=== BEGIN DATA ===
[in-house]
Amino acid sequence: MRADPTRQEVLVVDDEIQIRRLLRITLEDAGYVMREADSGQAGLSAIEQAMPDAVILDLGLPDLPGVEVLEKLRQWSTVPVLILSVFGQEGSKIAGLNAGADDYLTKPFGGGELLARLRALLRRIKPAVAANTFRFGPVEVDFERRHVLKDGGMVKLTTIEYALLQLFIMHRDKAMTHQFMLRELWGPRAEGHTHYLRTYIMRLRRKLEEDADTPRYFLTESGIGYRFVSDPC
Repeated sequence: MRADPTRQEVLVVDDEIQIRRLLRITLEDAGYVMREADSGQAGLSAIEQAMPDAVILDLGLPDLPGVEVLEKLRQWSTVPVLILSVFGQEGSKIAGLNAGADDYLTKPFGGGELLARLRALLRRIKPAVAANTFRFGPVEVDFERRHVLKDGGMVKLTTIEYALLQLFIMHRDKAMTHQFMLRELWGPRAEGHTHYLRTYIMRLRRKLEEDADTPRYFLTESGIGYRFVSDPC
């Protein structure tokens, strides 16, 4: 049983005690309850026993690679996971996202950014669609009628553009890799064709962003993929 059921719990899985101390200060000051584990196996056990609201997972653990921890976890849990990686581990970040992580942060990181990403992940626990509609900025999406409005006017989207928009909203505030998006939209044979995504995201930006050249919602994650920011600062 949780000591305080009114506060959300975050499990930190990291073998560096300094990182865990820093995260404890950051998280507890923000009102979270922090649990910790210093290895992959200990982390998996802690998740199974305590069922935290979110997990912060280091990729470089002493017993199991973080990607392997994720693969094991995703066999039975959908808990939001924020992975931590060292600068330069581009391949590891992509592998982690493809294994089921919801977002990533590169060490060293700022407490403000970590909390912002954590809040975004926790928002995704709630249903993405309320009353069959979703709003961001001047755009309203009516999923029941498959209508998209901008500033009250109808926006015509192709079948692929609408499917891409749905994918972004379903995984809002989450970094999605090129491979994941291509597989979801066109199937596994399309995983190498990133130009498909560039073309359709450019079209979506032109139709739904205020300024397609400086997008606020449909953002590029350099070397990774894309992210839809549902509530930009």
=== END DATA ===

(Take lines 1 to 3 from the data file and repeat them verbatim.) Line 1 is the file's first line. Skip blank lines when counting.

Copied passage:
[in-house]
Amino acid sequence: MRADPTRQEVLVVDDEIQIRRLLRITLEDAGYVMREADSGQAGLSAIEQAMPDAVILDLGLPDLPGVEVLEKLRQWSTVPVLILSVFGQEGSKIAGLNAGADDYLTKPFGGGELLARLRALLRRIKPAVAANTFRFGPVEVDFERRHVLKDGGMVKLTTIEYALLQLFIMHRDKAMTHQFMLRELWGPRAEGHTHYLRTYIMRLRRKLEEDADTPRYFLTESGIGYRFVSDPC
Repeated sequence: MRADPTRQEVLVVDDEIQIRRLLRITLEDAGYVMREADSGQAGLSAIEQAMPDAVILDLGLPDLPGVEVLEKLRQWSTVPVLILSVFGQEGSKIAGLNAGADDYLTKPFGGGELLARLRALLRRIKPAVAANTFRFGPVEVDFERRHVLKDGGMVKLTTIEYALLQLFIMHRDKAMTHQFMLRELWGPRAEGHTHYLRTYIMRLRRKLEEDADTPRYFLTESGIGYRFVSDPC